As a step in this continuing effort, I have decided to consolidate some of the District of Columbia educational authorities and services, and to strengthen the role of the District Government in the area of postsecondary education. One such consolidation and strengthening is this Reorganization Plan, and the accompanying proposed amended regulations for proprietary schools.
In general, the proprietary schools have served the community well. They have provided trade, technical and self-improvement instruction beyond the high school level to students who did not seek a college education, but who aspired to careers requiring other kinds of knowledge, skills, and abilities. In many instances, these students became employable by this instruction, and upwardly mobile in their chosen field of work. Thus, the proprietary schools provide a service that has important results for the economy of the District, as well as the lives of individual citizens.
However, experience has shown that the provision of poor instruction or unexpected closure by a few such schools can have a serious harmful effect on the students. Students typically borrow significant amounts to pay tuition, and if they are left with unmarketable skills or a prematurely terminated education, they may be worse off than before matriculation. In such cases, the individual and his or her family suffers. So too do the other schools, who rely on their reputations to do business. And so too, does the District of Columbia, which loses not only the opportunity for adding to the available skilled work force, but also the opportunity for decreasing the demand for financial assistance to unemployed or underemployed residents.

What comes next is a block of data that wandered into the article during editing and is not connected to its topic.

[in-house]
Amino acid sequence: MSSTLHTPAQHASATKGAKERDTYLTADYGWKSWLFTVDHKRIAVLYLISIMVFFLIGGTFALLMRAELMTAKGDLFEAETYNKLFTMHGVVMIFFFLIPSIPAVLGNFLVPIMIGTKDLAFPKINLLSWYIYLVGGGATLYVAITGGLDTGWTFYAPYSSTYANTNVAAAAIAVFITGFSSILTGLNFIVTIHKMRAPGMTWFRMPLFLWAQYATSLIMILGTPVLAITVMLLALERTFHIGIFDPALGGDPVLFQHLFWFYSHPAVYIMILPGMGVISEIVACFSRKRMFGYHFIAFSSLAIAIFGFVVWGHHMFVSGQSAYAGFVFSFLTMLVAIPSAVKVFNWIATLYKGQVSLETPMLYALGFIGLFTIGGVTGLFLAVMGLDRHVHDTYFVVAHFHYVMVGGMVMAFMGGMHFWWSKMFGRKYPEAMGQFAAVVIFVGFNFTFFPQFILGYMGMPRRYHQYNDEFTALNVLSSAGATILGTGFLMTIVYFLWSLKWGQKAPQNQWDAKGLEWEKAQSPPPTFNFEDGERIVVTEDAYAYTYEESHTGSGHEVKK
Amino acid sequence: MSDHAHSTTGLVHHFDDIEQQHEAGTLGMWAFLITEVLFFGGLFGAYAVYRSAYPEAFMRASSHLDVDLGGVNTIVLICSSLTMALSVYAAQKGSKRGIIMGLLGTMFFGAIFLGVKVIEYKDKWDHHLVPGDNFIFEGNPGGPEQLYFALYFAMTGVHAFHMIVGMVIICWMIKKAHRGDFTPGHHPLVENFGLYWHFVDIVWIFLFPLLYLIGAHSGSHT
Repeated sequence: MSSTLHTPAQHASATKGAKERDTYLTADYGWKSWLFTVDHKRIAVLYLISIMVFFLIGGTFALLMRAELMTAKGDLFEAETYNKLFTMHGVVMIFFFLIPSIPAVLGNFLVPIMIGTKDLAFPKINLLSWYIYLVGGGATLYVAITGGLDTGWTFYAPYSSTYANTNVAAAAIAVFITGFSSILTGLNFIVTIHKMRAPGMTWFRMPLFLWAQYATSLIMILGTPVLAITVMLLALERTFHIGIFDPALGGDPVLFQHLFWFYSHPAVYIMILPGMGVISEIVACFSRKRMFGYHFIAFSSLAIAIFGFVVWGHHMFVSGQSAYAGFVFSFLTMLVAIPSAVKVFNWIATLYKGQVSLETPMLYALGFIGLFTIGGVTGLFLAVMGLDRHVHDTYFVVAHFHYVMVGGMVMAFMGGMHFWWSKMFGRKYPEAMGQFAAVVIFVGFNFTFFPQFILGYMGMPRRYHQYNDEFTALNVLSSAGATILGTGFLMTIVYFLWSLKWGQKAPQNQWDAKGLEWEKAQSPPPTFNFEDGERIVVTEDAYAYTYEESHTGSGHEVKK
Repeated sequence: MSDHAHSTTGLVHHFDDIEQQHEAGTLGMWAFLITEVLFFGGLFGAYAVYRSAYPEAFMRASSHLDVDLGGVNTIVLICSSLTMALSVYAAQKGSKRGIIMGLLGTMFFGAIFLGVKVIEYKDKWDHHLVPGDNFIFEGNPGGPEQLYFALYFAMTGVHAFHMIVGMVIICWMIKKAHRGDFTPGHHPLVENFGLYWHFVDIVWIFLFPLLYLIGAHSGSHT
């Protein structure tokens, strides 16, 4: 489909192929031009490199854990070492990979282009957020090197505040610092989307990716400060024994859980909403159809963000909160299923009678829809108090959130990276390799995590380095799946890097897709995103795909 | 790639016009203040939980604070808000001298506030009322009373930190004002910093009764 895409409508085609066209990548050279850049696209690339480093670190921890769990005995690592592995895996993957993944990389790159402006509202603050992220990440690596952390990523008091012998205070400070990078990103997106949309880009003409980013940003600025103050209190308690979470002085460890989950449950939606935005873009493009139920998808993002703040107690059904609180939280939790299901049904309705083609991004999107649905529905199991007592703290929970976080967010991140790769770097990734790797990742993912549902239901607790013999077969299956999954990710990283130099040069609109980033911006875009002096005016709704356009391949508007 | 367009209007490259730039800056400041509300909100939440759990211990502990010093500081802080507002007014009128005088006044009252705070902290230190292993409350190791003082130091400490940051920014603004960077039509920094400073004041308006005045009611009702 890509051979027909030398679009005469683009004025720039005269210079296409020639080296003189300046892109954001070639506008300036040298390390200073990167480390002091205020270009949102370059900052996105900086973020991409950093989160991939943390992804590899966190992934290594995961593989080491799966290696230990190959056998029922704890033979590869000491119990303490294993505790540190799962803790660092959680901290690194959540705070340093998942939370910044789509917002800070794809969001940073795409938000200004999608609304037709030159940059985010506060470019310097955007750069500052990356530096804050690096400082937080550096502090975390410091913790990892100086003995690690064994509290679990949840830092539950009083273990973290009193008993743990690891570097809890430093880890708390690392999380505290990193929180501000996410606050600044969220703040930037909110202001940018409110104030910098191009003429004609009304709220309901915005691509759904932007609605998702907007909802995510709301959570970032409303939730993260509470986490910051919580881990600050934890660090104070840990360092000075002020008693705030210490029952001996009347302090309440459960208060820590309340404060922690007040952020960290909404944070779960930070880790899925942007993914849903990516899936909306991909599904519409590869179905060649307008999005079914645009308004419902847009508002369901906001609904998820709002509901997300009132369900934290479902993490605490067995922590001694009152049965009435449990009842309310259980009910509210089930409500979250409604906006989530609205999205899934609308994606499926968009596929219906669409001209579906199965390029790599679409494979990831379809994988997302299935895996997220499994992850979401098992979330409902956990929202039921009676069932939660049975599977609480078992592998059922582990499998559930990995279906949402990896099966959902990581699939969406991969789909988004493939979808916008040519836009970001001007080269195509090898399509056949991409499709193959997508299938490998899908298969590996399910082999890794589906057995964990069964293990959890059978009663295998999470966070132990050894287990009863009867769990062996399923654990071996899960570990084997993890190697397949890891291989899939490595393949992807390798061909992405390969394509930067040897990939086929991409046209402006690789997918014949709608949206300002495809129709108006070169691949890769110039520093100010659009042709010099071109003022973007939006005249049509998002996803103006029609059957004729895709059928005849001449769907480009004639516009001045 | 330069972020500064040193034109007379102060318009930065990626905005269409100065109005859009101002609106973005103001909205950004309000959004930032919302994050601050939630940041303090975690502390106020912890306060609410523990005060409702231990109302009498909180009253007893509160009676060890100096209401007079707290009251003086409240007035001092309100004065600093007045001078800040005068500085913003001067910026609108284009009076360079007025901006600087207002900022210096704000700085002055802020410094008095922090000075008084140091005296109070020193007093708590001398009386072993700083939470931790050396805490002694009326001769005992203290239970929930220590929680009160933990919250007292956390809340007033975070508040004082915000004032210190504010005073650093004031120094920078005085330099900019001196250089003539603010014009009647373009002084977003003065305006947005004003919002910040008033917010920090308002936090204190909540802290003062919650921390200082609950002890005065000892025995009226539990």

For these reasons, it has become clear that strengthening the regulation of proprietary schools is in the public interest. Therefore, I have decided to transfer this function to the Educational Institution Licensure Commission, and change its name to the Education Licensure Commission. The Commission now licenses and regulates private institutions that offer college level education, and serves as the State Approving Agency for education programs eligible for veterans who get assistance from the Veterans Administration. The Commission members are qualified members of the higher education profession, with experience and expertise in regulating postsecondary educational institutions. The Commission has a fine record of protecting the community from college level diploma mills, and improving the education available to citizens of the District of Columbia.